Russian control of Ukrainian nuclear power plant scares Chernobyl cleanup chief

In 1986, Sergii Mirnyi, the commander of the Chernobyl radiological reconnaissance platoon, was honored for his service in the disaster...



In 1986, Sergii Mirnyi, the commander of the Chernobyl radiological reconnaissance platoon, was honored for his service in the disaster. After the nuclear facility closed, he continued to work as a physical chemist and produced a book, screenplay and documentary about the disaster.

I was woken up by a phone call from Ukrainian national radio in the middle of the night. The worried voice informed me that fighting was raging at the Zaporizhzhya nuclear power plant, the largest in Europe with six nuclear reactors. I have been asked to comment on the potential consequences and scale of this Russian attack.

As commander of a radiological reconnaissance platoon in the Chernobyl zone, I saw firsthand the devastation of the famous nuclear disaster of 1986. In my worst nightmares, I never imagined that I would be asked to provide comments and advice regarding the ongoing siege of a nuclear facility.

My efforts to contain the consequences of the Chernobyl disaster took a heavy toll, to say the least, both mentally and physically.

After 35 days of 24-hour work, it took me more than six months to physically recover from the exhaustion and physical trauma caused by the radiation and more than two years to overcome the first acute phase of the psychological trauma. The scars of what I saw at Chernobyl will last a lifetime.

Now, as an international nuclear expert, I find myself transported back to the darkest days in Ukraine’s history, as Chernobyl once again grabbed the headlines since Vladimir Putin’s forces bombed and eventually stormed the Zaporizhzhya nuclear facility.

The magnitude of the potential devastation at Zaporizhzhya could dwarf that of Chernobyl. The failure of a single reactor could have a domino effect. To put it bluntly, Europe – still living in the shadow of the single-reactor accident at Chernobyl – could see a six-reactor disaster at Zaporizhzhya.

Fortunately, Putin’s assault on the site, consisting largely of tank-reinforced motorized infantry platoons, not heavy artillery fire or missile attacks, resulted in no radioactive contamination.

But there is little room for complacency in the face of the extent of Russian recklessness. Moscow’s military forces and their government have already shown a gross disregard for all civilized norms, human rights and international law of conflict. It has already become fairly obvious that nothing prevents them from besieging the nuclear infrastructure of this country.

Not only did Russian forces bomb a nuclear facility, but they refused to let Ukrainian firefighters into burning buildings. Since the capture of Zaporizhzhya, personnel have worked at gunpoint, further aggravating the pressure cooker’s situation.

Across Ukraine, there are 15 nuclear reactors in operation at four main sites and another four reactors (now defunct) at Chernobyl. Not content with the occupation of Chernobyl and Zaporizhzhya, the Russians are now turning their attention to the power station in southern Ukraine, located about a hundred kilometers from the front line.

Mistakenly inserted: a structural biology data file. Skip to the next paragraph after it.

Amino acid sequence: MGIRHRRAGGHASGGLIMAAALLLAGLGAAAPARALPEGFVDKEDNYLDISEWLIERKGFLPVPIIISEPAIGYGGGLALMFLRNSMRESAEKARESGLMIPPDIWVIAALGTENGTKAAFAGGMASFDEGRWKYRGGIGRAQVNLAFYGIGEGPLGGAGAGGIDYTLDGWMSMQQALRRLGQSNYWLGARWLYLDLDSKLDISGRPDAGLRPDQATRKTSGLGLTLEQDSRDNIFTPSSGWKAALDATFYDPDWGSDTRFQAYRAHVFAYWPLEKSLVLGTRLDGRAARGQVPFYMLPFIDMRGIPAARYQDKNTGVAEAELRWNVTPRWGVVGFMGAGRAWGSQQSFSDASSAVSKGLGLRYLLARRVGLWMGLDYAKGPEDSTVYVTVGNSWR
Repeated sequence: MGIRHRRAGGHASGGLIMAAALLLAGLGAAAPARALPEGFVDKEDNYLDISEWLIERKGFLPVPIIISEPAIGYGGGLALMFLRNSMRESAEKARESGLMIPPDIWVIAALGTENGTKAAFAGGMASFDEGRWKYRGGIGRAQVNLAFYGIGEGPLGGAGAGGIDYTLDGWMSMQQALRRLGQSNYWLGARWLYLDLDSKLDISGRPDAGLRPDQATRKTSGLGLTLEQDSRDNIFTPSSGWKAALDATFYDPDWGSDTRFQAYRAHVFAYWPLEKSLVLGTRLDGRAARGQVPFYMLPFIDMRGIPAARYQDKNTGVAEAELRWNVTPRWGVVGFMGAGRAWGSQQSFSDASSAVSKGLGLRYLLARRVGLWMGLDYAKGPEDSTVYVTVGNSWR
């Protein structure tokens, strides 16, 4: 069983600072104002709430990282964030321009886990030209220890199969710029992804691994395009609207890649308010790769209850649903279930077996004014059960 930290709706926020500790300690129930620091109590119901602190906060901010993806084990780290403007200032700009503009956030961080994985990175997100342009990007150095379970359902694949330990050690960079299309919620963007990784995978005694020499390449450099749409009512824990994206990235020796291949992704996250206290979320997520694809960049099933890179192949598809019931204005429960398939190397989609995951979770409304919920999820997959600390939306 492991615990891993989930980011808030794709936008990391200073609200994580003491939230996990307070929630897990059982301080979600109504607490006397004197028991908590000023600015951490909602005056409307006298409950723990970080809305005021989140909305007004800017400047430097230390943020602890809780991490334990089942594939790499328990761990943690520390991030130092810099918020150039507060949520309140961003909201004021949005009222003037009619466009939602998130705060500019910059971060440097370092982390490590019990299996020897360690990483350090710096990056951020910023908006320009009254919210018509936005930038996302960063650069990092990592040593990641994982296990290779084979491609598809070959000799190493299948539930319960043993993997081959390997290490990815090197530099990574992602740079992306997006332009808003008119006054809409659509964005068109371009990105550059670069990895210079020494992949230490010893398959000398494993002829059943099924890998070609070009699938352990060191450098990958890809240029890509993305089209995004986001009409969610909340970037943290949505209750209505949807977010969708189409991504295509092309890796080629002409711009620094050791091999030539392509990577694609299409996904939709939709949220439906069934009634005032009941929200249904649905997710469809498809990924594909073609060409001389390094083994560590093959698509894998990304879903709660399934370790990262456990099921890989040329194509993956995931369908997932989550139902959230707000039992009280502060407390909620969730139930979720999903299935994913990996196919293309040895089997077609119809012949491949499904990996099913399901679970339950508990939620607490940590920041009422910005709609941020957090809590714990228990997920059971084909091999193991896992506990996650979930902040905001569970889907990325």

Other nuclear facilities are vulnerable to further missile and airstrike attacks, with the potential that the resulting radioactive cloud will engulf not just Ukraine but all of Europe.

What surprises and frightens me at the same time is the lack of reaction from the international community and the competent authorities in the face of flagrant nuclear terrorism.

For decades, the world has monitored attempts to smuggle even minute amounts of radioactive material; grams or pounds of fission material were monitored very strictly. Today, thugs – lawless, ignorant and armed – control hundreds of tons of highly radioactive material but do not understand the destructive power right in the palm of their hands.

In response, we have seen silence from the United Nations, Western national governments and even the International Atomic Energy Agency. Article II of the IAEA statute states that it “shall ensure, within its means, that the assistance provided by it or at its request or under its supervision or control is not used in a to serve military purposes”. Do Putin’s actions violate this in the strongest possible terms?

The lack of firm condemnation – or better yet, real sanctions – from the international community and professional nuclear authorities shows that they are either blind or powerless. Maybe both.

Putin and the Russian state have gone beyond destroying principles and are now destroying power plants. If we don’t act now, we will all have to revive the fallout shelters of my Chernobyl nightmares.



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Newsrust - US Top News: Russian control of Ukrainian nuclear power plant scares Chernobyl cleanup chief
Russian control of Ukrainian nuclear power plant scares Chernobyl cleanup chief
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